This market is much more of a known quantity of course, although it is only in the last ten years or so that it has become really obvious to many that the "first press" factor would be crucial. The Record Collector price guides from the turn of the century can make interesting reading in this regard. Whilst they had got round to analysing the different pressings of Beatles LPs and listing them all quite carefully, the information on many other artists is incredibly sketchy. Hardly any differentiation was made between early presses of LPs by artists of the stature of Jimi Hendrix, Black Sabbath, Pink Floyd and Genesis (for example the Track issue of "Electric Ladyland" was simply listed as one pressing at £70 as late as 2004, when it was well known amongst dealers at the time that there were at least three issues). Collectable alternative acts such as Joy Division, The Smiths or The Cure were lucky to get their albums listed at all. They did at least manage to mention the turquoise lettering on the front of the first Led Zeppelin LP, so I guess we should have been grateful for small mercies.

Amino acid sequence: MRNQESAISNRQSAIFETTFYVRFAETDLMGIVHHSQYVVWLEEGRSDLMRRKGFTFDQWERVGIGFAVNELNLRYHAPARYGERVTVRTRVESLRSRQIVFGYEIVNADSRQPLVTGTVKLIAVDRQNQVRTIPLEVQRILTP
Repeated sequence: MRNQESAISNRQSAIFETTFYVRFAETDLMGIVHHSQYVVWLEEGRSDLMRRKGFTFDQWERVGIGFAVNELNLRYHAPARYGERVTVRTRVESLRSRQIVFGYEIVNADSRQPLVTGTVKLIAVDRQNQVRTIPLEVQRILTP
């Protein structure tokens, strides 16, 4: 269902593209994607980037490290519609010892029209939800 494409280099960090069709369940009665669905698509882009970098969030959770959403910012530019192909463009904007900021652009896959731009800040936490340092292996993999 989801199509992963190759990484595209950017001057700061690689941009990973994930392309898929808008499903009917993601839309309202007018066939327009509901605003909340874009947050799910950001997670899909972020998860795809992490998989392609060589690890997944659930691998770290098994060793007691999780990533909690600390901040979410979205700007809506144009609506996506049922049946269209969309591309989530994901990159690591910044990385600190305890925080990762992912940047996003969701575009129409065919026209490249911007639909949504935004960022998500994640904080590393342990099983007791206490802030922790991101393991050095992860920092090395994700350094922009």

Whilst prices for Beatles collectables and a few other well-known acts are already well established, it is not too hard to make suppositions about other iconic performers where prices still appear to be very low. It had been a talking point in our office for years as to why David Bowie albums were so cheap, and his sad death threw this question into sharp relief with the price of a first press "Ziggy Stardust" jumping from around 20 pounds to 150 pounds overnight. And whilst this kind of rise hasn't been fully sustained, prices throughout his catalogue have mostly settled in at about two to three times what they were before.
Other artists of similar stature can be identified whose LPs are also bizarrely cheap. £40 to £60 for first presses of some of the '60s Bob Dylan albums seems remarkably reasonable, given how rare nice copies are. UK copies of orange label Elektra albums by artists such as the Doors and the Stooges also strike us as very good value, given that hens teeth are more common than some of them. In fact, it can easily be argued by the more ghoulish amongst you that there is a lot of money to be made simply by picking up copies of LPs by aging rock stars and waiting for them to die, but we wouldn't be so outrageous as to mention that.